3. Don’t just plan tasks. Plan the time for tasks
    You know how you sometimes have a task list where you plan to write a novel, repair your relationship with that long-lost friend and end world hunger in one day? If you start blocking out the time in your calendar, you’ll quickly see how much time you can actually devote to certain tasks. Remember that this also goes for personal things – need to stop working early to entertain your kid, or take an hour in addition to having lunch to get groceries for the week? Put it in your calendar so you don’t run short on time.

  4. Reflect on what went right and wrong
    When starting out with planning in your calendar, you’ll probably plan too little time for certain tasks. Or you do your fiction writing in the afternoon instead of in the morning one day and realize you did a lot better. Remember to evaluate your week and note down things that went well or need improvement, and look back at this when planning your next tasks. In the case above you could decide to move your standard fiction writing block of time to the afternoon, and give yourself an extra hour to actually reach your word count.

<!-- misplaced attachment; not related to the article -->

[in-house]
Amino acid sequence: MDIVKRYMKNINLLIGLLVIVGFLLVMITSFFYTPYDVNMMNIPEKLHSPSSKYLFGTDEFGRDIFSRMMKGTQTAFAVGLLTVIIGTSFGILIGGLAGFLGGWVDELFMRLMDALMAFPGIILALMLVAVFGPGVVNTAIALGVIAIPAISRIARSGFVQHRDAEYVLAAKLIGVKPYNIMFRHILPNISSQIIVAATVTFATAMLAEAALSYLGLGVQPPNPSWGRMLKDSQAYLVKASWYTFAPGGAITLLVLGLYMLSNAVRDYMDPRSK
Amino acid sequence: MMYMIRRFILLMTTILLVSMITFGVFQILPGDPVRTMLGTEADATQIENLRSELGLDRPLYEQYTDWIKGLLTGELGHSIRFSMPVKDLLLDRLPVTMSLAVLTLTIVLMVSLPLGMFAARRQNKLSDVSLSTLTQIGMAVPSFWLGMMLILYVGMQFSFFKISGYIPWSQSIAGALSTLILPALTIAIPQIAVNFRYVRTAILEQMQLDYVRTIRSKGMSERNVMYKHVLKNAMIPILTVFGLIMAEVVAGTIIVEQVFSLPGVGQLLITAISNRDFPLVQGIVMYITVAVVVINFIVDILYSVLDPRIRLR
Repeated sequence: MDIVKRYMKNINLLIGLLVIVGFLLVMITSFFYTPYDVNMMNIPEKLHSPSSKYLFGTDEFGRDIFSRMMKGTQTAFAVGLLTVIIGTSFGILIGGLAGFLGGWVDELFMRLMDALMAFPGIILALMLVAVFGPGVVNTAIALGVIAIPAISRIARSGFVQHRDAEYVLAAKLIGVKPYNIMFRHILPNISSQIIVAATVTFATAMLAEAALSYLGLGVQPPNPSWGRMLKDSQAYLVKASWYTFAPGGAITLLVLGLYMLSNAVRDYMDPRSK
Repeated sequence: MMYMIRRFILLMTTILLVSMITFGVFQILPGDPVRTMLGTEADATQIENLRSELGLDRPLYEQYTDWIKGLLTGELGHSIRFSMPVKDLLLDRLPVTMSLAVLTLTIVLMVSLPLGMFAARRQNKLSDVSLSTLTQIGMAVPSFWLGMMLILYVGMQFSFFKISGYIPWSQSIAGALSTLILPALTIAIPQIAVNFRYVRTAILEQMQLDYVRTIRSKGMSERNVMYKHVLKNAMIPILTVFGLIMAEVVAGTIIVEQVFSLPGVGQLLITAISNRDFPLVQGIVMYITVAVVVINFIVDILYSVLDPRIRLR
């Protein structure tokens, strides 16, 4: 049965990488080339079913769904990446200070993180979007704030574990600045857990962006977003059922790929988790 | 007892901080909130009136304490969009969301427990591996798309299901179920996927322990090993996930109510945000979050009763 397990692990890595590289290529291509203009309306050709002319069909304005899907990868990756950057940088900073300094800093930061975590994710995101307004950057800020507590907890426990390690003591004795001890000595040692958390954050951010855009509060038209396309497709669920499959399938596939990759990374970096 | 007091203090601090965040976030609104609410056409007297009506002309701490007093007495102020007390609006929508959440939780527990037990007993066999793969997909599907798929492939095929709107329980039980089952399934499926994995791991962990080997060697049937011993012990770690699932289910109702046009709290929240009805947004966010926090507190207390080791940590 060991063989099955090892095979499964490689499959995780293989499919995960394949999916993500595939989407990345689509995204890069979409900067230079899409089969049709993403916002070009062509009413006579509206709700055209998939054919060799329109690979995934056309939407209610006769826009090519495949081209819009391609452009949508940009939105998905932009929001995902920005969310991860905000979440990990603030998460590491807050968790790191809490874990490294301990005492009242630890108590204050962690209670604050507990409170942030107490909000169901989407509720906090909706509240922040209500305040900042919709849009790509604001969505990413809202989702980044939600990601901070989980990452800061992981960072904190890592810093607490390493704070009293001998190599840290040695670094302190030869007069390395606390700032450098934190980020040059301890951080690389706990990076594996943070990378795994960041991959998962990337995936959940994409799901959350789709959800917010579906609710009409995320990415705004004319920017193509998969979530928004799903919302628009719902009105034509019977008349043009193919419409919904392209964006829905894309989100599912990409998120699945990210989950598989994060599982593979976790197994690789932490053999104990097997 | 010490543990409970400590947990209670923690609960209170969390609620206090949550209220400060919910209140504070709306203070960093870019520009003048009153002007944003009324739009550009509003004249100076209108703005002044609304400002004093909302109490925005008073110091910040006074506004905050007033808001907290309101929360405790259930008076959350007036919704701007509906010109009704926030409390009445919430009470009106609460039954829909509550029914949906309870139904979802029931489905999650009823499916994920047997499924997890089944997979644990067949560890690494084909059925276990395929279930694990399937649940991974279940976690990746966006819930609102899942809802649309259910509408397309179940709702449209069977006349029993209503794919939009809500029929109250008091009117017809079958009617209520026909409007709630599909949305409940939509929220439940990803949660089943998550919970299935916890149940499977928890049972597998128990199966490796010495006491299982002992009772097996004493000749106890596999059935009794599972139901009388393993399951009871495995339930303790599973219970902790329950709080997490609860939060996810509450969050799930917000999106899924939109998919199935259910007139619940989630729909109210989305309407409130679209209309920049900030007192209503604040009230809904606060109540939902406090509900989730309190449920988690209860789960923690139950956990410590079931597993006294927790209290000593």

5. Shut off distractions
    We’ve heard it all before, but I’m going to repeat it anyway. I have most notifications (let’s say 90%) turned off on my phone. However, sometimes I’ll still have a news website or a chat program open on my computer while I’m working. I usually catch myself clicking through these distractions mindlessly when I’m looking to distract myself if I have them open. When I close it all off, the visual reminder isn’t there so it’s much easier to become engrossed in my work and spend ages doing the thing I’m supposed to do. If you find yourself opening a new tab and the first thing you type is “fa” (you know the website), you might want to use a social media blocker for a while until you’ve got that automatic response out of your system. 

Those are the biggest takeaways from how I work! I hope you can use these tips to give some extra structure to these hectic times. Any questions? Let me know on social media or email me at artbiz@rengintumer.com!